Pumping Up Oil and Gas Production

Jan. 15, 2015
E&P activities in conventional and unconventional oil and gas alike mean growing business for the global pump market, Frost & Sullivan reports.

What was it that Benjamin Franklin said? Nothing’s certain except death and taxes? And pumps. Surely he said something about pumps. Because it really doesn’t seem to matter which way process industries move—prices up or down, environmental concerns in or out—pumps are on the rise. Particularly smart ones.

Continually falling gas prices may have the industry worried, but the fact remains that investments continue in the exploration and production of conventional oil and gas. Not to mention surging production of shale oil and gas in North America; oil sands in Canada; conventional reserves in Brazil, Venezuela and Mexico; and new deepwater and ultra-deepwater reserves in Asia-Pacific.

All of this, notes Frost & Sullivan, means a growing demand for pumps around the world. In a new report, analysts predict that the revenues of about $10 billion earned by the global pump market in oil and gas in 2013 will grow to more than $14 billion by 2020.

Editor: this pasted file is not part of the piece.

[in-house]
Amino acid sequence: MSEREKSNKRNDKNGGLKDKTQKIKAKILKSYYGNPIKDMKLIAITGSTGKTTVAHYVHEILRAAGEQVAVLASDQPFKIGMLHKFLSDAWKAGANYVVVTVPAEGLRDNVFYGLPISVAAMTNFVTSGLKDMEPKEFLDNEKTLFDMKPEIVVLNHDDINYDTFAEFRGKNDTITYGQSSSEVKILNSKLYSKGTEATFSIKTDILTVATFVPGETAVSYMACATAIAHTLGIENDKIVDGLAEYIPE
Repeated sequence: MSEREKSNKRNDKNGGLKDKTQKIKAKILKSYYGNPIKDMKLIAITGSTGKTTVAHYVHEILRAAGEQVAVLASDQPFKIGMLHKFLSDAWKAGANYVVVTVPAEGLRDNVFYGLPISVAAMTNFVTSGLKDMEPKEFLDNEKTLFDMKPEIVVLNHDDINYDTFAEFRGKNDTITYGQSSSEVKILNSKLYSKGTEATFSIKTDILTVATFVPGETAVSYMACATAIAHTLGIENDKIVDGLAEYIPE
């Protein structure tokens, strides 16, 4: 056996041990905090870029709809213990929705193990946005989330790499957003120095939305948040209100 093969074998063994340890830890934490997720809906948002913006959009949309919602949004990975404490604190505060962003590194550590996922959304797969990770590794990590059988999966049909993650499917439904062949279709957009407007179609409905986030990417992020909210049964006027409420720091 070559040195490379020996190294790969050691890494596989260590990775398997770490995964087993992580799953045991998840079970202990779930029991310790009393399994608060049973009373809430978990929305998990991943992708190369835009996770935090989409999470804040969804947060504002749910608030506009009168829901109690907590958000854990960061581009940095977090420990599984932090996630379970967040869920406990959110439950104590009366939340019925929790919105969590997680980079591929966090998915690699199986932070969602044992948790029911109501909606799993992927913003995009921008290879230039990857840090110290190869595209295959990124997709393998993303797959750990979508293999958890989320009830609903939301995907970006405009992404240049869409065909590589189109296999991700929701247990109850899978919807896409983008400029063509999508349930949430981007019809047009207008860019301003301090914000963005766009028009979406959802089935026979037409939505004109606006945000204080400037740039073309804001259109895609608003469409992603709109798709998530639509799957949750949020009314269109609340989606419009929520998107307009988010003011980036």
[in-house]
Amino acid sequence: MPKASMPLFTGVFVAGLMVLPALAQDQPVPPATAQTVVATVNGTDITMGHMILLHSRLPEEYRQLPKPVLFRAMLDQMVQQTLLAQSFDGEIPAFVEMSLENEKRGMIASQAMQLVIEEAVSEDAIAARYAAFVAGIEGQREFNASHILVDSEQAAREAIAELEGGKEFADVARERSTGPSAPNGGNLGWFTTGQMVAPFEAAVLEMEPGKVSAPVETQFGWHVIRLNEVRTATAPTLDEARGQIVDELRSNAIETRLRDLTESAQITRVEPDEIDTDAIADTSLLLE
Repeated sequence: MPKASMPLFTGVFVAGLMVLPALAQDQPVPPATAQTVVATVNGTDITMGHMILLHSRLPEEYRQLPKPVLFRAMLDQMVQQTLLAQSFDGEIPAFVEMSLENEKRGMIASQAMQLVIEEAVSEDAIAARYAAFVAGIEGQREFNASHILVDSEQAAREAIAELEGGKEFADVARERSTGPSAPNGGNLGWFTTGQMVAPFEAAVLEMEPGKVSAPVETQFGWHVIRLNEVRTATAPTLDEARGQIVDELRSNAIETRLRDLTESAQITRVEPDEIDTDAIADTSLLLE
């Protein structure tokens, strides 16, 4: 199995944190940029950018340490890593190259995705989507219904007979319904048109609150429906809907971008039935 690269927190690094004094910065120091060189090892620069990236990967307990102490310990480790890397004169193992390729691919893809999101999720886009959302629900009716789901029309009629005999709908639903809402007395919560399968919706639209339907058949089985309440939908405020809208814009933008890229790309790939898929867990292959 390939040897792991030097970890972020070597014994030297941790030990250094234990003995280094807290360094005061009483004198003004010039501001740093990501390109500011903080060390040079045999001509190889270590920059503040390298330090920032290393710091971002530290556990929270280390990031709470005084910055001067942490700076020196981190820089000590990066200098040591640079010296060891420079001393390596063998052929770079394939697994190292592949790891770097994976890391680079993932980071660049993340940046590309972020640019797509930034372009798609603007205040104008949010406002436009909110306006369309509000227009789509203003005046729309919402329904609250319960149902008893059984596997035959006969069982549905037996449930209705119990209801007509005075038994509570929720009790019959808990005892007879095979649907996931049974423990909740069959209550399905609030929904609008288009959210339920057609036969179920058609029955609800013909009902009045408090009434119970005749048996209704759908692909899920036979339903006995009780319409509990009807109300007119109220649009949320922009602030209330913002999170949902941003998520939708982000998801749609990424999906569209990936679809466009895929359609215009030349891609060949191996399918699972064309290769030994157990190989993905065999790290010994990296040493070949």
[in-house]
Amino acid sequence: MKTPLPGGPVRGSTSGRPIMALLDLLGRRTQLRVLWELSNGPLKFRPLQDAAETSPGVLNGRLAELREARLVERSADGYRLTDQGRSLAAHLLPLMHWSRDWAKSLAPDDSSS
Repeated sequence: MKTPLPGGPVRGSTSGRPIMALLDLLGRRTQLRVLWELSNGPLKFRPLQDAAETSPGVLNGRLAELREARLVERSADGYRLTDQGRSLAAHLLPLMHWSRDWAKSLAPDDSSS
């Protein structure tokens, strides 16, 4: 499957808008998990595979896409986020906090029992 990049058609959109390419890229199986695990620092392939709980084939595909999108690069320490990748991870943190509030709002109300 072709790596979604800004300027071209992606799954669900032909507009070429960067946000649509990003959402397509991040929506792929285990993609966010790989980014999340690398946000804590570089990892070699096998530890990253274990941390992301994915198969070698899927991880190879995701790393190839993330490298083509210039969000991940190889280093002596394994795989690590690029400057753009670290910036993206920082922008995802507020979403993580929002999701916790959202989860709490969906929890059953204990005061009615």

Similar to what Frost & Sullivan pointed out last year about pump use in the water/wastewater industry, oil and gas folks are also learning the benefits of positive displacement (PD) pumps over centrifugal pumps.

“Increasing awareness on the economical and functional advantages of PD pumps is prompting customers to slowly but steadily shift away from centrifugal pumps,” says Sakthi Sobana Pandian, industrial automation and process control research analyst for Frost & Sullivan. “PD pumps will prove indispensable in various applications such as hydraulic fracturing, the mixing and injecting of chemicals, and the mixing of solid proppants with water.”

The need for water and wastewater management during the extraction of gas and oil from shale has added to the demand for pumps. However, as environmental concerns threaten market growth, efficient pumps are gaining importance, analysts say.

Though closing refineries in North America and Europe adversely affect pumps sales, other opportunities have opened up for pump manufacturers in the Middle East and Asia-Pacific. Rising midstream investments in pipelines, railcars and trucks in these regions add to market potential, Frost & Sullivan report.

“The aftermarket sales and services segment will evolve into another gold mine in terms of revenue generation as need for replacements and retrofits rises,” Pandian notes. “Offering integrated solutions, services and asset-management technology will also quicken development in the global pumps market.”

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